Friday
November 17, 2017

A Real Estate Sister Act

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A Real Estate Sister Act

Learn how three sisters under the age of 30 have built a top-producing team in the Coachella Valley region of California.
Bahareh, Bita, and Sara Kamoei

Bahareh, Bita, and Sara Kamoei aren’t your typical 20-somethings. These three first-generation Persian-American sisters have already built a thriving real estate company from scratch in their first decade of adulthood.

They jumped into the business on their own, with no help from family members. But today, they’re among the top producers in the Coachella Valley area of California.  They say the influence of their mother’s enduring nature gave them the tenacity to grow their brokerage, which produced more than $20.7 million in sales last year.

Bahareh Kamoei Baty, 29, the eldest of the sisters, is the broker-owner of BBS Brokers Realty in Palm Desert, Calif. Born in Iran, she was not even a year old when she fled the country with her mother, Masoumeh, a human rights activist who had been imprisoned for speaking out against the government. “She decided that despite all dangers and obstacles, she wanted to escape to America so her children could one day live in a free nation,” Bahareh says. “She is the bravest person I know, and she has always motivated me to chase after my dreams.”

Bahareh and her family have lived in the Coachella Valley since immigrating to the U.S. Her sister, Bita, was born a year later, and Sara came after another two years. Bahareh attended the University of San Diego with plans to become an attorney. She took a gap year before law school, interned at a law firm, but soon felt an overall sense of discontent in that field. So, she ended up going to work for a brokerage in 2008 and became an assistant for an agent who was handling a significant number of REOs. That agent took Bahareh under her wing and taught her the ins and outs of the business.

When the agent she worked with became ill, Bahareh took care of her workload, which sometimes included more than 30 properties in the pipeline. She handled cash-for-keys agreements, evictions, and even helped industry veterans at other companies with REOs. But Bahareh admits it was like learning to swim in swelling ocean waters.

Bahareh herself got her broker license in 2009 in hopes of one day opening her own company. After assisting with more than 100 REO sales, she decided to move on and work at a boutique brokerage, Rimrock Properties, in more traditional residential sales. That’s when Bita joined her in the business.

They quickly gained momentum at that office, working together as a team and helping other agents as well. About three years later, Bahareh knew it was time to make plans for her and Bita to run their own company. She figured out how to get incorporated, what insurance they needed, wrote up a business plan, came up with branding, and devised a workflow system. In February 2015, their younger sister, Sara, joined them as they pulled the trigger and opened the doors of BBS Brokers Realty.

“We each bring something to the table that makes us a good, cohesive team,” Bahareh says. “Real estate is a calling.”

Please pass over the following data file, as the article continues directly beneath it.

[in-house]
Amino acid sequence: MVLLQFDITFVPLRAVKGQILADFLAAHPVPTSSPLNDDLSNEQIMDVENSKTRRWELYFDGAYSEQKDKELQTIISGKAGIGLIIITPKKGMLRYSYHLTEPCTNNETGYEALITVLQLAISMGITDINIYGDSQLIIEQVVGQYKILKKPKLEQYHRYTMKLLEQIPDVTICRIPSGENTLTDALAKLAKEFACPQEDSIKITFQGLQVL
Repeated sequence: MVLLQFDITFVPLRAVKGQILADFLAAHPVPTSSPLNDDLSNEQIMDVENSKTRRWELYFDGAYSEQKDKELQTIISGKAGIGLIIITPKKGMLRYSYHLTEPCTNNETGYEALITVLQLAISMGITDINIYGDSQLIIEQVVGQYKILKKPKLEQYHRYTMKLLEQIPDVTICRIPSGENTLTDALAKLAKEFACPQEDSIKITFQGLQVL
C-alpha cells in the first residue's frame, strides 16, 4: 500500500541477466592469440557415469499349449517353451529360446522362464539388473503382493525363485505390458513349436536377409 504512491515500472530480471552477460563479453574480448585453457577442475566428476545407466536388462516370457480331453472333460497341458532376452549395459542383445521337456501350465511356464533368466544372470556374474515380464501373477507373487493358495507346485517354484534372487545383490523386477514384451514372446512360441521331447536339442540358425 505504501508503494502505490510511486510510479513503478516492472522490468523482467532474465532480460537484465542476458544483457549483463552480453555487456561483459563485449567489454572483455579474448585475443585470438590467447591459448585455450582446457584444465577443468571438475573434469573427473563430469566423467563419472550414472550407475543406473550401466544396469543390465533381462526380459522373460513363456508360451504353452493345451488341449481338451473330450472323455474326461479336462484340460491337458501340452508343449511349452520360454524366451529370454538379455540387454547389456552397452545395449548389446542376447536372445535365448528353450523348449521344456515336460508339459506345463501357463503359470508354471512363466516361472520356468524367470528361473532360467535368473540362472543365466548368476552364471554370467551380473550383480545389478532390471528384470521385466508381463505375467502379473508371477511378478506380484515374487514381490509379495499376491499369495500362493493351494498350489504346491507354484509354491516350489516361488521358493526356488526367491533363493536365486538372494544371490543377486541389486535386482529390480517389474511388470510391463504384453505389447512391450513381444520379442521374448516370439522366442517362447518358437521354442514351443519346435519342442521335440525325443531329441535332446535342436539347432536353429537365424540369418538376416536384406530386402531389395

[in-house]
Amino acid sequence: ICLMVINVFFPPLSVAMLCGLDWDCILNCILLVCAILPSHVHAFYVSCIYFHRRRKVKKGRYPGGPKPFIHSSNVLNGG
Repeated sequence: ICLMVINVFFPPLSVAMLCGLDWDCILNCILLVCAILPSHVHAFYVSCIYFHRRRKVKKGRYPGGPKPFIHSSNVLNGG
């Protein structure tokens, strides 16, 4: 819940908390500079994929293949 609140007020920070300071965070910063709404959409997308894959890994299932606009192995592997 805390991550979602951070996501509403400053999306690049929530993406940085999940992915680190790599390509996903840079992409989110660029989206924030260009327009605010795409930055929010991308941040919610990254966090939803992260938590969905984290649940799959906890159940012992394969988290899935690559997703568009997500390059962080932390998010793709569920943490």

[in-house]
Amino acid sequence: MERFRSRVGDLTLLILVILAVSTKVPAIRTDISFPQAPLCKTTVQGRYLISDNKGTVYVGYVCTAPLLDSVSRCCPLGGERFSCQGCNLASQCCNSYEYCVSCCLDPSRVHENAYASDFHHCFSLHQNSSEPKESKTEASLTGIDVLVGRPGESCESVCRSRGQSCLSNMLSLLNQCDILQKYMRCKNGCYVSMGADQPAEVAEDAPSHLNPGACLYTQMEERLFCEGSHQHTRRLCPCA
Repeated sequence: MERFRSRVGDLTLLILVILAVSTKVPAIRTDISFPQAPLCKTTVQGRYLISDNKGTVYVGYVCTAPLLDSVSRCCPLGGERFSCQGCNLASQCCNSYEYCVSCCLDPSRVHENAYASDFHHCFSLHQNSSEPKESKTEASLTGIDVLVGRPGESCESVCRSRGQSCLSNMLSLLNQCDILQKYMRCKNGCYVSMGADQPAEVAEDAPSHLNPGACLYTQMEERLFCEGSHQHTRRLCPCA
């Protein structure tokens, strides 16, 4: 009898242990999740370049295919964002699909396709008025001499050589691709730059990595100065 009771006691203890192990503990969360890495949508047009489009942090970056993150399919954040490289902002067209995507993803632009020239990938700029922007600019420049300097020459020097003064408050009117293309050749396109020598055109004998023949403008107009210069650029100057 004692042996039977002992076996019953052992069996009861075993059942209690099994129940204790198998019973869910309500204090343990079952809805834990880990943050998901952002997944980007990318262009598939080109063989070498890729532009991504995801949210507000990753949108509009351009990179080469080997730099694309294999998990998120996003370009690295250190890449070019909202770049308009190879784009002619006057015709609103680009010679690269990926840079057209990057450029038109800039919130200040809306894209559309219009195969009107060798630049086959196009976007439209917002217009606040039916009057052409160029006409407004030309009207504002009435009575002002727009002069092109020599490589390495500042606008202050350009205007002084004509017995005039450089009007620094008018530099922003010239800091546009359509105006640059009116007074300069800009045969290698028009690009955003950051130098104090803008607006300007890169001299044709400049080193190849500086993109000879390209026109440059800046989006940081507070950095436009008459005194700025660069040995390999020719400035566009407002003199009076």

Bita’s main focus is to monitor the inventory in their market, as well as to understand all their clients’ needs and wants so they can jump on a property when it’s available. She’s also Bahareh’s right hand when it comes to writing offers and keeping their office organized. Sara is licensed, too, but her major focus is marketing and public relations. Bahareh leads the team and handles a lot of the selling. If you walk into their office, you might see one of the women jumping on a small trampoline—Bahareh says it’s to keep the blood flowing. But sales are also flowing. As of July 2017, the trio brought in a hair shy of $10 million for the year, more than $1 million above where they were in 2016. Now they expect to surpass their 2016 volume of $20.7 million.

“I think we’ve gotten to a point where our market has recovered,” Bahareh says. “Everything has come back to life; properties are back with the pride of ownership.”

She appreciates helping people willfully sell their homes, as opposed to selling in distress during the most recent recession. She recalls that it wasn’t easy to call the sheriff to make sure properties were vacated, or to find abandoned pets inside foreclosures. Those painful moments early in Bahareh’s career helped her develop a keen understanding of the emotional relationship people have with their homes—and what it means to lose everything.

The sisters run their boutique firm as a family business with an intimate feel. A large percentage of their business comes from referrals. Between the three of them, someone is always available for their clients. “Overall, if you want to be successful, you make it work around other people’s schedules,” Bahareh says.

They work with both buyers and sellers, with a particular focus on first-time buyers, relocation buyers, and retirees. Investors seek them out due to their knowledge of distressed properties.

Their immediate goal for the coming year is to continue to build a scholarship fund for their former high school, Coachella Valley High School, where they were students roughly a decade ago. They donated $1,000 this past school year, and from that stemmed a partnership with OneFuture Coachella Valley as their first alumni match donors. The sisters have a goal to raise $10,000 for 2018, which will be matched for a total of $20,000. “We’ve always wanted to be a company that gives back,” Bahareh says. “Success is when you’re able to help someone else.”



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